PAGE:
EB: I actually did not work with Shawn on the adaptation. He is not credited other than “based on the novel” although it is often misreported that we collaborated on the screen adaptation. In retrospect, I wish I had worked more closely with Shawn during the writing and making of the film. Later, during the film festival circuit, I learned what a wonderful, funny, intelligent and insightful man he his. We became great friends. But at the time I thought I knew everything. The producers arranged a meeting after Shawn read the first draft of my adaptation. I remember he told me I was a good writer, and that he was sorry that I left out so many of the funny parts. Shawn had written his own adaptation years prior that was more faithful to the book, especially in that sense. The film I made focuses on the parts that most spoke to me at the time — the darker shades, even though Sab Shimono and Michael Paul Chan’s characters bring a lot of humor to the film. If I’d gotten to know Shawn better and/or worked with him on the adaptation, it would be a different and probably better film. I’m not sure if those funny parts would have made it though….

Your films are known for their psychological depth. The combination of your screenplays which interrogate the grey areas of race and identity and how you work with your actors elicits a certain, very identifiable inner complexity and emotion. Does this fairly describe your process and intentions?

EB: Yes. All people have complexity and emotion and all of those things including contemplations about race going on inside their heads. A lot of movies don’t acknowledge this for whatever reason. When truth is the goal, you have to acknowledge this. When entertainment is the goal, you really don’t need to do that. A series of violent and/or traumatic actions carry the film, and the characters become interesting in their reaction to this. With my first three films, I challenged myself to make films that are about extraordinary characters in pretty much ordinary circumstances, rather than ordinary characters in pretty much insane circumstances.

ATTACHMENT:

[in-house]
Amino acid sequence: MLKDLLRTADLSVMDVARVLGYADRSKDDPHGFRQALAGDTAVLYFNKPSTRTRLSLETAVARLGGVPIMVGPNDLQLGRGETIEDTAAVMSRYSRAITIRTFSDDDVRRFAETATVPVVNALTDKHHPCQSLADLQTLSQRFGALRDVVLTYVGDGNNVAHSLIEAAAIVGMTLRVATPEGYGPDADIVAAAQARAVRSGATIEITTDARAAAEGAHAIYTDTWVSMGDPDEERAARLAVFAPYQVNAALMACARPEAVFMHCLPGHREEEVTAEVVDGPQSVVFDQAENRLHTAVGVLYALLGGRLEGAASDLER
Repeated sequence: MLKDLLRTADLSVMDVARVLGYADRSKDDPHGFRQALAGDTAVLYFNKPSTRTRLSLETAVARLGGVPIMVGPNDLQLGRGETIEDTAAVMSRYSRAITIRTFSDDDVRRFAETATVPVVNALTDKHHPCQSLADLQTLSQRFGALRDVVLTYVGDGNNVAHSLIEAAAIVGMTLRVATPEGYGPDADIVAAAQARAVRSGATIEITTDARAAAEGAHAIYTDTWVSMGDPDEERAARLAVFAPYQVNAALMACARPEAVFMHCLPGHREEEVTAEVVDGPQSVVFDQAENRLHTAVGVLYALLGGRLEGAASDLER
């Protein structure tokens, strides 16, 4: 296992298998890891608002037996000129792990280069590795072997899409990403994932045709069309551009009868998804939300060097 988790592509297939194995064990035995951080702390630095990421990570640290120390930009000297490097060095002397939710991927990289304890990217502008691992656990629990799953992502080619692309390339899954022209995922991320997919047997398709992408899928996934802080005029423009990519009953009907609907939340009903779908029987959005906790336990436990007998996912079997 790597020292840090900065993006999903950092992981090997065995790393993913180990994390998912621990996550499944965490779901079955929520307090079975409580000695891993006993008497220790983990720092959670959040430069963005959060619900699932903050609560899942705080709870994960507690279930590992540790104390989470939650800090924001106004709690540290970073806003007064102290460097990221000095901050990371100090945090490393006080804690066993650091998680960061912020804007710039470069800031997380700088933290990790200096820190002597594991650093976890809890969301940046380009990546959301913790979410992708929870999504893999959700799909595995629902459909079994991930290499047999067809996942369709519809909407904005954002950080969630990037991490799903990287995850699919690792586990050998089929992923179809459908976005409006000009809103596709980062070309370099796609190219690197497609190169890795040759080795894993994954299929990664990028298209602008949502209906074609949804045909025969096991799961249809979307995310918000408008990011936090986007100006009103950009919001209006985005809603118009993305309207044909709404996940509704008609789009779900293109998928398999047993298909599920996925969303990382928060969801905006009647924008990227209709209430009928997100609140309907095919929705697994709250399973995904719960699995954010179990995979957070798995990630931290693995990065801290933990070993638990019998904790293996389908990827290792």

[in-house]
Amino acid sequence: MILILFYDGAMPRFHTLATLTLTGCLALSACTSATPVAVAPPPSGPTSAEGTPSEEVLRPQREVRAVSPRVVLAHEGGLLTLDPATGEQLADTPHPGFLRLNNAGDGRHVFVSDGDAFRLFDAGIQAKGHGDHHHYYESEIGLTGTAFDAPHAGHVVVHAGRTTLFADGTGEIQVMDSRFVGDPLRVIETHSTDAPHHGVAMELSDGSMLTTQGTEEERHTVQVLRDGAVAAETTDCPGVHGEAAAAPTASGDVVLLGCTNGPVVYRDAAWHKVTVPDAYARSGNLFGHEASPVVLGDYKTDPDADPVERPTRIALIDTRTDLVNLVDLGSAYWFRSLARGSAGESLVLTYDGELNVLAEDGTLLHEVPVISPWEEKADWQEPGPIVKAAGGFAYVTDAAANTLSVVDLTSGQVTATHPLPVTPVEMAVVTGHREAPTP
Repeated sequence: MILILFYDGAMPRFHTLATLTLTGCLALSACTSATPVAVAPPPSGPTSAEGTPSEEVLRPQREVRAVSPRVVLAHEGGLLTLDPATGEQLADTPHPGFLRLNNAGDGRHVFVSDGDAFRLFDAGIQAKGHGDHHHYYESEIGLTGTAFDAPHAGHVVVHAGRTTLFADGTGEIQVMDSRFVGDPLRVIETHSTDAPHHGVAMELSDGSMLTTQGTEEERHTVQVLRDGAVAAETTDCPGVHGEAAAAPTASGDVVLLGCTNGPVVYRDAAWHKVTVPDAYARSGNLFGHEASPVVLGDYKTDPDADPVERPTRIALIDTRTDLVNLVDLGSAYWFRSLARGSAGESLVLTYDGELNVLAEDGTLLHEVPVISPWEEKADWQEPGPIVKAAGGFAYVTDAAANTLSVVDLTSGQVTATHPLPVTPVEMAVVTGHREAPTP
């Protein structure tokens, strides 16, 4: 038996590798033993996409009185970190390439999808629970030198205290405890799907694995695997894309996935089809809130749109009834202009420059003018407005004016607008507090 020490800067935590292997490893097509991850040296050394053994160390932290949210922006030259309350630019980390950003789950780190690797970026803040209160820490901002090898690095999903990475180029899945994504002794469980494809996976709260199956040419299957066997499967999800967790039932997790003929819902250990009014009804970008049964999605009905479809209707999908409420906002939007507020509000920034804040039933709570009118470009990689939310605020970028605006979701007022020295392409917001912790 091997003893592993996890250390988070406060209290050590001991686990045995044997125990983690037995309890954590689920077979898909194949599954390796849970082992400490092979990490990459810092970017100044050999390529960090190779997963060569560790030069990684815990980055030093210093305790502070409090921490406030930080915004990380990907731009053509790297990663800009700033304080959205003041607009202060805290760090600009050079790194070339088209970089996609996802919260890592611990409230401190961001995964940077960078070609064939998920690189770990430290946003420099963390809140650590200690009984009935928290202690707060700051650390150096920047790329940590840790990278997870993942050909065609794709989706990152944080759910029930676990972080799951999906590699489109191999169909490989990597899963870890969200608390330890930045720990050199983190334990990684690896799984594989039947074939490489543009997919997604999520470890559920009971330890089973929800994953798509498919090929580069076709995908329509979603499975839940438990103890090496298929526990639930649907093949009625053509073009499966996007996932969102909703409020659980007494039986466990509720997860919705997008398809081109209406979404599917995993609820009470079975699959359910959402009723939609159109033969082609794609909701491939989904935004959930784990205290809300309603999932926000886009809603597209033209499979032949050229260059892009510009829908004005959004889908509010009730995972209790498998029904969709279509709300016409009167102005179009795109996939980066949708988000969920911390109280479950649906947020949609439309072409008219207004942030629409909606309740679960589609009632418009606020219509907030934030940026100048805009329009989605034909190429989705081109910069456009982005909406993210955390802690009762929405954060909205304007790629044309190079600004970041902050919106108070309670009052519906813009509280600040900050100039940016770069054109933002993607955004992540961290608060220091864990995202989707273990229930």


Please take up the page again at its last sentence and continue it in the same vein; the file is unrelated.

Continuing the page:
Your leads Joan Chen and Chris Tashima are as iconic to the Asian American community as the novel “Americanese” is. Did you have them in mind as you developed the screenplay?

EB: Joan yes, Chris no. It was hard to cast Raymond because the vast majority of Asian American actors are much too young to play that role — just as I was too young to direct the film. We all got into the film industry when things weren’t so difficult, when the racism in Hollywood became less infuriating. Chris had the fortitude to make a career for himself even though there were almost no roles for Asian American leading men. There were more and better roles for women, but in Joan’s case there was no one else I even considered.

What are you working on now? In recent years, you’ve taken a break from filmmaking to focus more on politics, but have also found ways to bridge these two areas.

EB: It was during the making of “Americanese” that I began to wonder if I should spend my most productive years in the world of make-believe. Hurricane Katrina and our federal government’s disastrous response, we were learning that there were no WMD’s in Iraq, the Department of Justice was being corrupted by lawless partisans, etc. At the same time it was becoming clear that demographic shift and the advent of social media was making it more possible for the American people to finally live up to the ideals of our founding documents. My fourth film was a documentary about the intersection of race and politics called “9500 Liberty”, and my current film (“Story of America”) expands that theme to involve history, and how historical struggles over race and equality still dominate our political process today. Both films concentrate in the South, where the political and cultural fault lines of America are more pronounced.

Click here for more information about “Americanese.”